Now that the wonderful memories of spending Thanksgiving with family is wearing off, many find themselves torn between demands of shopping for the Holidays, attending school Christmas plays, and shuttling the kids to basketball practices and games. Those of you with high school seniors have yet another blood pressure elevating drama playing out in your lives: waiting on college admissions decisions and financial aid award letters. On top of all of that, December is also the month where you are supposed to find the time to make last minute tax planning moves for 2018. While I can’t save you time with your Christmas shopping or helping your daughter with her jump shot, this blog should give you some practical ideas on how to leverage the tax law to save some money for you and your family with educational costs.
If your state permits a deduction for contributing to a 529 plan, why not make that contribution before the end of December? Each dollar contributed will reduce your state taxable income and your state income taxes. While a $10,000 contribution to a 529 in either December or January will save you the same amount on your taxes, you get a bigger tax savings payoff from a time value of money standpoint by making it in December as you will collect a bigger tax refund just a few months later, if you would like more information then click here.
Remember, the main benefit of 529 plans is that the increase in value will not be taxed if it is used for qualified educational expenses. If you are fortunate and don’t need to use the 529 money for college (student secures a scholarship, grandma surprises you with a big 529 account of her own, etc), you will not owe any penalties on withdrawals from the 529 plan. You can let your student use it for graduate school, or you can name a younger sibling as the beneficiary. Alternatively, the student can withdraw the proceeds after graduation and use them as a down-payment on a townhouse after paying income taxes on the growth of the account.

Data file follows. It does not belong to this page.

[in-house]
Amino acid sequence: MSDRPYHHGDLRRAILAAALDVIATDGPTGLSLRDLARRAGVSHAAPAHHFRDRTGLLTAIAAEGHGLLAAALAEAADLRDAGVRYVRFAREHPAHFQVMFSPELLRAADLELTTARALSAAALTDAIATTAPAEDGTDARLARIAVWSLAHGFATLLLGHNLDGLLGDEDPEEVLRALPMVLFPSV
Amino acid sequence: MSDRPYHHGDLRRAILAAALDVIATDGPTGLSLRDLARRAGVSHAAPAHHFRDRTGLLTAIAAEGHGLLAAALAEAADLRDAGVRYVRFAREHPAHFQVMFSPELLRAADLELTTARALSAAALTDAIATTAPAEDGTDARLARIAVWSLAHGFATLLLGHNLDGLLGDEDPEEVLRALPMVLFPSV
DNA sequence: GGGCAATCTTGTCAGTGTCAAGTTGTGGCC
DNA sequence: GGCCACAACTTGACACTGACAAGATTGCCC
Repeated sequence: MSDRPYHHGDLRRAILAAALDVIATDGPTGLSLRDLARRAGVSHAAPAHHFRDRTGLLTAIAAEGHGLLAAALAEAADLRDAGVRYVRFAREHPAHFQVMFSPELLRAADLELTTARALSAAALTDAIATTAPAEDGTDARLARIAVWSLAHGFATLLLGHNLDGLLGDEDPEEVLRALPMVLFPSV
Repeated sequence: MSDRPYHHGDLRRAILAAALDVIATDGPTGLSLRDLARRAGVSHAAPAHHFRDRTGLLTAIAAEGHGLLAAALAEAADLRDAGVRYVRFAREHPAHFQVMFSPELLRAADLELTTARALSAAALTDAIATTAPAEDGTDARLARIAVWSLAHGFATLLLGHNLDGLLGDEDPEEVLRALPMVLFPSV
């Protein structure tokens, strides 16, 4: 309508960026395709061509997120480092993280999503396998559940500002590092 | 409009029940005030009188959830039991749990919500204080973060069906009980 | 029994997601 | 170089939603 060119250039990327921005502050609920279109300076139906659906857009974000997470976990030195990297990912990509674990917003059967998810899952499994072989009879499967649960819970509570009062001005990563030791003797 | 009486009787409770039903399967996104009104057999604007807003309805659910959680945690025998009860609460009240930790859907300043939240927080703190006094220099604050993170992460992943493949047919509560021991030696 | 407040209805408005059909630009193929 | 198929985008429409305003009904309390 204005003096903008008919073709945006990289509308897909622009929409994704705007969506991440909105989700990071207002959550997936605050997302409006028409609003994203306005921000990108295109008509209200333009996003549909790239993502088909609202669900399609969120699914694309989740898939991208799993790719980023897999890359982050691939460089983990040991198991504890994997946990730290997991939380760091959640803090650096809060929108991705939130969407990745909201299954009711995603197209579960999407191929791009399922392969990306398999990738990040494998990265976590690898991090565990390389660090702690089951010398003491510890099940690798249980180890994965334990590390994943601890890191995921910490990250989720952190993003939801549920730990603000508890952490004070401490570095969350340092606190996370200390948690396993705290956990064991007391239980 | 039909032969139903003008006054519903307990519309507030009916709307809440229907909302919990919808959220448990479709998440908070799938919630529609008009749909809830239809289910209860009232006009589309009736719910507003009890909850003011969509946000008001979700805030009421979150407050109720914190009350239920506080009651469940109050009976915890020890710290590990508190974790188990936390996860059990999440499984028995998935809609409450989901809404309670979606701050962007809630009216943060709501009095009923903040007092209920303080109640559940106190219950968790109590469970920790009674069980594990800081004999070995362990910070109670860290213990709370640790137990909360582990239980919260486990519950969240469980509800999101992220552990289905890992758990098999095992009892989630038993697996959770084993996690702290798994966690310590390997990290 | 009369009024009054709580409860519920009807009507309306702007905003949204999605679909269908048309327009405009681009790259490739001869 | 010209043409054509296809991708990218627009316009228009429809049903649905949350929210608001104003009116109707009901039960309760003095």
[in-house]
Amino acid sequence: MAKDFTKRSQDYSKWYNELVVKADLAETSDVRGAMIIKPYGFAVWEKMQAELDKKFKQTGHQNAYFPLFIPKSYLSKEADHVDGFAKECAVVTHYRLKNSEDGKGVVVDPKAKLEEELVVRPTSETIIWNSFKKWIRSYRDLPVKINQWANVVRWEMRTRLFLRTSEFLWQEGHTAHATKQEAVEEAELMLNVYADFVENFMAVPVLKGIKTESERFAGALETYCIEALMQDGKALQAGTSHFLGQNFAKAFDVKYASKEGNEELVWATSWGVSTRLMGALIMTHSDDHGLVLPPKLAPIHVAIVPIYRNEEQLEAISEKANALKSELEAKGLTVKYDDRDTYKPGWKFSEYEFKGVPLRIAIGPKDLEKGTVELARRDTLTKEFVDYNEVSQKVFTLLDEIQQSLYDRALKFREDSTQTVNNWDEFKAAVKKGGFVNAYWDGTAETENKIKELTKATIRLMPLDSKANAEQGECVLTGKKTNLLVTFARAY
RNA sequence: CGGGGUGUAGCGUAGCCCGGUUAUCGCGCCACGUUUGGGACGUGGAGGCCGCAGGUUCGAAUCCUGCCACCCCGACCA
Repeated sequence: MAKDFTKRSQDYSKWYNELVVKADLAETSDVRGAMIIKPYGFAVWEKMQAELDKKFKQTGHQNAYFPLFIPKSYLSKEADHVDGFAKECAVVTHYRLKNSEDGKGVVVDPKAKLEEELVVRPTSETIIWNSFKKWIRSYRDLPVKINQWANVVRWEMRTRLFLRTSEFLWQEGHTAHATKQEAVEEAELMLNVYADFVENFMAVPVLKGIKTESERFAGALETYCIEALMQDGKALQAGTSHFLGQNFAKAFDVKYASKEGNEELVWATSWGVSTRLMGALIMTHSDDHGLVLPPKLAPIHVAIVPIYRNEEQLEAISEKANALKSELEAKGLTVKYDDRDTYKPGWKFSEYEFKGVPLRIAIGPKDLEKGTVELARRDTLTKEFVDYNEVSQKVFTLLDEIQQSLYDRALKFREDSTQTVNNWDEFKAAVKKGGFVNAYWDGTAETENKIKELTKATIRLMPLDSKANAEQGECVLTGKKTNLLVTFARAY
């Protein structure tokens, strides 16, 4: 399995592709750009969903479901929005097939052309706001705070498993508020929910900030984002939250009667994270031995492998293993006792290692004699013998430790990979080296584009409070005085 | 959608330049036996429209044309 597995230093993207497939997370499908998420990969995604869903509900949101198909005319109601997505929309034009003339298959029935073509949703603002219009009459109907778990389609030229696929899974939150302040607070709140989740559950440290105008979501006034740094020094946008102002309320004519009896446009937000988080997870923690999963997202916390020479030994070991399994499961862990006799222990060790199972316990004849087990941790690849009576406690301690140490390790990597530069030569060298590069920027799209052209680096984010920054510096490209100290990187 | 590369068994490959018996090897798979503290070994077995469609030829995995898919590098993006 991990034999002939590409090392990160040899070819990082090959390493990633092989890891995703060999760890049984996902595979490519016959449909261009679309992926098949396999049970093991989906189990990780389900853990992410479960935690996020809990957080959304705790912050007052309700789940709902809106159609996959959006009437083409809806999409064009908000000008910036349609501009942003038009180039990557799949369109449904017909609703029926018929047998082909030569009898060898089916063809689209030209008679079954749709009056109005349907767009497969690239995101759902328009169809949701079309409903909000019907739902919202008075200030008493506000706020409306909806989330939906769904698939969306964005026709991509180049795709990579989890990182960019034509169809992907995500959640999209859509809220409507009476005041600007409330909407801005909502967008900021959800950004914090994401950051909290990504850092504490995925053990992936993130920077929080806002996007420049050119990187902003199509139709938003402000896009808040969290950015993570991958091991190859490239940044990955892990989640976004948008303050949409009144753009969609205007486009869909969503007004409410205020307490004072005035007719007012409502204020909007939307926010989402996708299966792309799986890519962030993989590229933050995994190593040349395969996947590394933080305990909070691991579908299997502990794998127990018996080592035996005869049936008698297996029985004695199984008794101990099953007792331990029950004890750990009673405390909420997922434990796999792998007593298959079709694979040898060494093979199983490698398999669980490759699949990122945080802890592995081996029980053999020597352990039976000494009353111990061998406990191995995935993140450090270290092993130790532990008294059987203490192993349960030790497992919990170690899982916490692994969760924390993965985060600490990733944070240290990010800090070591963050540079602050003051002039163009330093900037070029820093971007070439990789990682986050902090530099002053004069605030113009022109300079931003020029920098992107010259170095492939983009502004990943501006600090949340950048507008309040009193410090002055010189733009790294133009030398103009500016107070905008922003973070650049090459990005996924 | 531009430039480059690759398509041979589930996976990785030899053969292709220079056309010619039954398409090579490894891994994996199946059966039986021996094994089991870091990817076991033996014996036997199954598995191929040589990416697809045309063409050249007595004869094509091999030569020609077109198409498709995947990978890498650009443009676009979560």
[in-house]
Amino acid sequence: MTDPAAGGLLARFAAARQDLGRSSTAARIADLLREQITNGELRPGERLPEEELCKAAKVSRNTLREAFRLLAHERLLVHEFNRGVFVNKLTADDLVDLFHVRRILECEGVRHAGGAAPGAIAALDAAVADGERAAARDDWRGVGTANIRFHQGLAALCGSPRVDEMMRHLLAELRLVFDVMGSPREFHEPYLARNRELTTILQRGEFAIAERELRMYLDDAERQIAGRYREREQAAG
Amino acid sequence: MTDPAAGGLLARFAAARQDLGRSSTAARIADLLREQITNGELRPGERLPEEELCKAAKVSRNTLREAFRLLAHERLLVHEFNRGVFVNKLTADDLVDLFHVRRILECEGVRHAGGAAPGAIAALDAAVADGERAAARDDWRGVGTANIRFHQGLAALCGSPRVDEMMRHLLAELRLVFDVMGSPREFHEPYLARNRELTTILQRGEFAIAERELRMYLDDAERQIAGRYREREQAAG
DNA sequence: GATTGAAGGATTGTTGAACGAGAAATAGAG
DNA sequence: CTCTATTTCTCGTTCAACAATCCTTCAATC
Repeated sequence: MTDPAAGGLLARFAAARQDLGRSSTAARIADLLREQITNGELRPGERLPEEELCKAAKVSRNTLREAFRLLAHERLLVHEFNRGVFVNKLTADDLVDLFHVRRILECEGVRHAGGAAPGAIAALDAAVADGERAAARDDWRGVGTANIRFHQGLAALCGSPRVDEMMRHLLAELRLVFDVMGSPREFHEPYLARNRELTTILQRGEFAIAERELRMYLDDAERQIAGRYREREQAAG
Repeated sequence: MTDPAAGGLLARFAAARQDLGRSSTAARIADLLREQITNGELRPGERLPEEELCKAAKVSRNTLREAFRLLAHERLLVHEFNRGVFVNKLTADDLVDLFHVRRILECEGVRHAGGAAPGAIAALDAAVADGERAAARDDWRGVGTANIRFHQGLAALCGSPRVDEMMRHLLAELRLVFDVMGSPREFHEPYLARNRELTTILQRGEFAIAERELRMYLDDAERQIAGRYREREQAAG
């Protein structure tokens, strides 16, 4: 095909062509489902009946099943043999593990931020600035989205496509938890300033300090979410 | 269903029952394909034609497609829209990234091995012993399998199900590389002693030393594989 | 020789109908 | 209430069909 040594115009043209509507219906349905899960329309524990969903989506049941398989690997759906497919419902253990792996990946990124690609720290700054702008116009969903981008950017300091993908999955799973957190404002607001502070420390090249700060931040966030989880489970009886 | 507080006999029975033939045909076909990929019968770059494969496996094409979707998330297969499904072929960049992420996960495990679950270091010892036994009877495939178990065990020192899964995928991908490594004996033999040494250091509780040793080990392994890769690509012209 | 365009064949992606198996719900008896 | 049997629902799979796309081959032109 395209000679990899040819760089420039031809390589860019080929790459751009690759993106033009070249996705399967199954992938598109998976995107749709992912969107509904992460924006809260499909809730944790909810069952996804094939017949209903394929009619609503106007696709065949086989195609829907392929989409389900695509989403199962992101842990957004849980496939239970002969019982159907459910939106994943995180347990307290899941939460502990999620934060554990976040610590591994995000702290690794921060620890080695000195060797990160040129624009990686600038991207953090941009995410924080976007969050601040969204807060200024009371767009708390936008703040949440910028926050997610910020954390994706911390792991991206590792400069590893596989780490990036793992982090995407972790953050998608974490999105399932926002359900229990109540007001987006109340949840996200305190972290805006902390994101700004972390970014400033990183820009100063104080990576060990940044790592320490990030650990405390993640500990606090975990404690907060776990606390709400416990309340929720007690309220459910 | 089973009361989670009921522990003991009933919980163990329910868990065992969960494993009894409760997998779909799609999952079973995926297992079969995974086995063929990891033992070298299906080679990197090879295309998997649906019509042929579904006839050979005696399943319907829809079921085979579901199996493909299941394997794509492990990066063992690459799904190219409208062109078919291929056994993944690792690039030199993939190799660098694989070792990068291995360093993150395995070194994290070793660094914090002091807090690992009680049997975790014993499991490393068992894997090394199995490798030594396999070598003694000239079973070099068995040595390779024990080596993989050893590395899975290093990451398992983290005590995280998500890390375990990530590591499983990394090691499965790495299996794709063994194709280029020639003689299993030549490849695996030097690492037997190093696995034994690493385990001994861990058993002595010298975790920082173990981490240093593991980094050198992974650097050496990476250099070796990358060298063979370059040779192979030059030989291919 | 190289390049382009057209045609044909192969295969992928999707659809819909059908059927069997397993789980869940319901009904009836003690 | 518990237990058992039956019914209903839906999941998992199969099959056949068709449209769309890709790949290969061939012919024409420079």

The Tax Cuts and Jobs Act (2017 Act) which was signed into law in December 2017 includes provisions specific to education that can decrease your taxes. One big change opens up the use of 529 proceeds to pay for private K-12 education. Be careful here, as you do not want to exhaust most of your 529 money and end up with a shortfall of funds for college.
Families that are paying private or Catholic K-12 tuition from their checkbooks directly to their schools are likely paying more state tax than they should. The 2017 Act permits families with students attending private K-12 to use up to $10,000 from their 529 to pay for private K-12. If your state permits a deduction for contributing to a 529 and it allows distributions from 529s to pay for private K-12, you should be routing your tuition through your 529. For example, if you have a student attending private high school here in Pennsylvania, you can save $307 in Pennsylvania taxes if you route $10,000 of their tuition into the 529 plan, then pay the tuition to the high school from the 529 plan. (This technique assumes that you are not already maximizing your 529 funding for each student.) If you have multiple children in private school, your tax savings can multiply. What Christmas presents (or how many dinners out) can you get with an extra $307?